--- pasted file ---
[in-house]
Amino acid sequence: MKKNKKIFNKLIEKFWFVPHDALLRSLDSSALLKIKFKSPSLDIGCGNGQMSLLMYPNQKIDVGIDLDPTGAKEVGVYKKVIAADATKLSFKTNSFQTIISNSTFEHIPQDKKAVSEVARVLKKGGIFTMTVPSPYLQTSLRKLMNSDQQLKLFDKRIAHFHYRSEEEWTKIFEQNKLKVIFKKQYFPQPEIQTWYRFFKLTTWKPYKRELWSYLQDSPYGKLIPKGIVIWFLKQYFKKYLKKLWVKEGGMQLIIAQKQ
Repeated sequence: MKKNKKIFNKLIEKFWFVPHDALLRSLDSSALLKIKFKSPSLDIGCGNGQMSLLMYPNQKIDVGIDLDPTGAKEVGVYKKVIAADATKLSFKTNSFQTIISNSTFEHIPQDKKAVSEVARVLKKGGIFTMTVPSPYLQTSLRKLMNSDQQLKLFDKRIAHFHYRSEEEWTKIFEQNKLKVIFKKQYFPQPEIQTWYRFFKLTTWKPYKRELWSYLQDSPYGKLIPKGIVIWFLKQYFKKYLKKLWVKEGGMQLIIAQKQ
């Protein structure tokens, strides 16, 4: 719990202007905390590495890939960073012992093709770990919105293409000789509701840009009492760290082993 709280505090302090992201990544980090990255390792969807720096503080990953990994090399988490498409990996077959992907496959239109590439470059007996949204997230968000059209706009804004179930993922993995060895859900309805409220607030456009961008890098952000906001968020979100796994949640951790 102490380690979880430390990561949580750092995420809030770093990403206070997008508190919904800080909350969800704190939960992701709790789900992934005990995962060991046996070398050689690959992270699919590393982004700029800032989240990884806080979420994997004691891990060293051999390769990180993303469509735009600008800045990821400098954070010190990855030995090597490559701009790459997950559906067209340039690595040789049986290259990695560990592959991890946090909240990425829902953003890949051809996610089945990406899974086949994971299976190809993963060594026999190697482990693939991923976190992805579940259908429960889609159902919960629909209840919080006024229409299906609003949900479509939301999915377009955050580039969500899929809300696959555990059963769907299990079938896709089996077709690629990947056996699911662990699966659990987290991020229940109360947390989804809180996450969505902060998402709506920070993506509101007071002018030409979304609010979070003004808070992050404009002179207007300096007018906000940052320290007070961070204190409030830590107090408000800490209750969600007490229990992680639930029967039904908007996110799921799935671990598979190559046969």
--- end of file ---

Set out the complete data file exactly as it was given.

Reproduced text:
[in-house]
Amino acid sequence: MKKNKKIFNKLIEKFWFVPHDALLRSLDSSALLKIKFKSPSLDIGCGNGQMSLLMYPNQKIDVGIDLDPTGAKEVGVYKKVIAADATKLSFKTNSFQTIISNSTFEHIPQDKKAVSEVARVLKKGGIFTMTVPSPYLQTSLRKLMNSDQQLKLFDKRIAHFHYRSEEEWTKIFEQNKLKVIFKKQYFPQPEIQTWYRFFKLTTWKPYKRELWSYLQDSPYGKLIPKGIVIWFLKQYFKKYLKKLWVKEGGMQLIIAQKQ
Repeated sequence: MKKNKKIFNKLIEKFWFVPHDALLRSLDSSALLKIKFKSPSLDIGCGNGQMSLLMYPNQKIDVGIDLDPTGAKEVGVYKKVIAADATKLSFKTNSFQTIISNSTFEHIPQDKKAVSEVARVLKKGGIFTMTVPSPYLQTSLRKLMNSDQQLKLFDKRIAHFHYRSEEEWTKIFEQNKLKVIFKKQYFPQPEIQTWYRFFKLTTWKPYKRELWSYLQDSPYGKLIPKGIVIWFLKQYFKKYLKKLWVKEGGMQLIIAQKQ
């Protein structure tokens, strides 16, 4: 719990202007905390590495890939960073012992093709770990919105293409000789509701840009009492760290082993 709280505090302090992201990544980090990255390792969807720096503080990953990994090399988490498409990996077959992907496959239109590439470059007996949204997230968000059209706009804004179930993922993995060895859900309805409220607030456009961008890098952000906001968020979100796994949640951790 102490380690979880430390990561949580750092995420809030770093990403206070997008508190919904800080909350969800704190939960992701709790789900992934005990995962060991046996070398050689690959992270699919590393982004700029800032989240990884806080979420994997004691891990060293051999390769990180993303469509735009600008800045990821400098954070010190990855030995090597490559701009790459997950559906067209340039690595040789049986290259990695560990592959991890946090909240990425829902953003890949051809996610089945990406899974086949994971299976190809993963060594026999190697482990693939991923976190992805579940259908429960889609159902919960629909209840919080006024229409299906609003949900479509939301999915377009955050580039969500899929809300696959555990059963769907299990079938896709089996077709690629990947056996699911662990699966659990987290991020229940109360947390989804809180996450969505902060998402709506920070993506509101007071002018030409979304609010979070003004808070992050404009002179207007300096007018906000940052320290007070961070204190409030830590107090408000800490209750969600007490229990992680639930029967039904908007996110799921799935671990598979190559046969």